Aitchbee 19:06 23 Aug 2011

My girl-friend has worked as an auxilliary nurse for 25 yrs. She has been through ten interviews over the last 5 years, trying for a better job, in the same health board. (more suitable to her needs.)I reckon the jobs that are advertised, are just for show.Foreign people are employed willy-nilly.

  Noldi 19:10 23 Aug 2011

Not only agencies but I have found some HR departments to be quite unprofessional in my eyes. Automated e-mails thanking you for your application and promise of contact in a certain time but never happens, invite to interviews via a text message, 1st and 2nd interview promise of a job and waiting 5 weeks for a further contact only to get a text message informing that the job is taken. Now I am freelancing through specialised agency and have plenty of work. Noldi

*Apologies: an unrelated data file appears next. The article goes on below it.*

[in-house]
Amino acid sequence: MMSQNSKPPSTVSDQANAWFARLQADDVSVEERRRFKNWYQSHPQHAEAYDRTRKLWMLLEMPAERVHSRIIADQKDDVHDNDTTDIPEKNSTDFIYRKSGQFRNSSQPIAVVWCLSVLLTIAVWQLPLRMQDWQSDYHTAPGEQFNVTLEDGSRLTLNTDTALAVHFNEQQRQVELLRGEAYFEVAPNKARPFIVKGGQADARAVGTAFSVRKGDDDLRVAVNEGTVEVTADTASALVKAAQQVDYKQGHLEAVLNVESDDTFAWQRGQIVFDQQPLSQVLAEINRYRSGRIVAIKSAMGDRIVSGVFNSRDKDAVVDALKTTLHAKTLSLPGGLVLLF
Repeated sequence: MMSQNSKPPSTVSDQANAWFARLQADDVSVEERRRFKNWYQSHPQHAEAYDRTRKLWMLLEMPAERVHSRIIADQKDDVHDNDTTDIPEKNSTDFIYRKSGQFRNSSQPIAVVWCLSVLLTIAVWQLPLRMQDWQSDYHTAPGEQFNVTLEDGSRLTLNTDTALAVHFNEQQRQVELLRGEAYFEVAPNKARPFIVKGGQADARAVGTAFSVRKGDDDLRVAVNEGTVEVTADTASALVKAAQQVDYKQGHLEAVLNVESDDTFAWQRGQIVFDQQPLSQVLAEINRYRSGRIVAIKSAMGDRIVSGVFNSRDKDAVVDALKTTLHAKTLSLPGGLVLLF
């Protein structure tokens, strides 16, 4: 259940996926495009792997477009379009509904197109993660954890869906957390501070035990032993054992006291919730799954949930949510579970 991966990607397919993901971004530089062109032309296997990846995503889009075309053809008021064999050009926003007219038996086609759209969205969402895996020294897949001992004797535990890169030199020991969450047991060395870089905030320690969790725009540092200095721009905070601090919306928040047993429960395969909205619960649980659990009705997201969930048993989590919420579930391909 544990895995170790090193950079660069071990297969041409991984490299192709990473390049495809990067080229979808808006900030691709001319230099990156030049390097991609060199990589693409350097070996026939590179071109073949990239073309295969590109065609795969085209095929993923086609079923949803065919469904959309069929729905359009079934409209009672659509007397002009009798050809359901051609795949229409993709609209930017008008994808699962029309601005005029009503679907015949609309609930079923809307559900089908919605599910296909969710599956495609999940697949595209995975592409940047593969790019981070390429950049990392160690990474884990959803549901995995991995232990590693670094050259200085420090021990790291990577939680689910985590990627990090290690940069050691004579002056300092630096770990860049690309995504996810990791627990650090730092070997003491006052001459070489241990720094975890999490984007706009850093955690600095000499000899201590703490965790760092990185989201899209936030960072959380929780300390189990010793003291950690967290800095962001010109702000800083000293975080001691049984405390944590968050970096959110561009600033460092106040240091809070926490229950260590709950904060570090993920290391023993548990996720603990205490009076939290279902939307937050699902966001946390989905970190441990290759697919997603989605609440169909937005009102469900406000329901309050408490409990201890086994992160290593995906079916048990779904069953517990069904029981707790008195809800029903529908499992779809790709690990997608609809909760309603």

This thread is now locked and can not be replied to.

Elsewhere on IDG sites

OnePlus 5 review

Alice Saey's mesmerising animation for Dutch singer Mark Lotterman

iPad Pro 10.5in (2017) review

Comment booster votre iPhone ?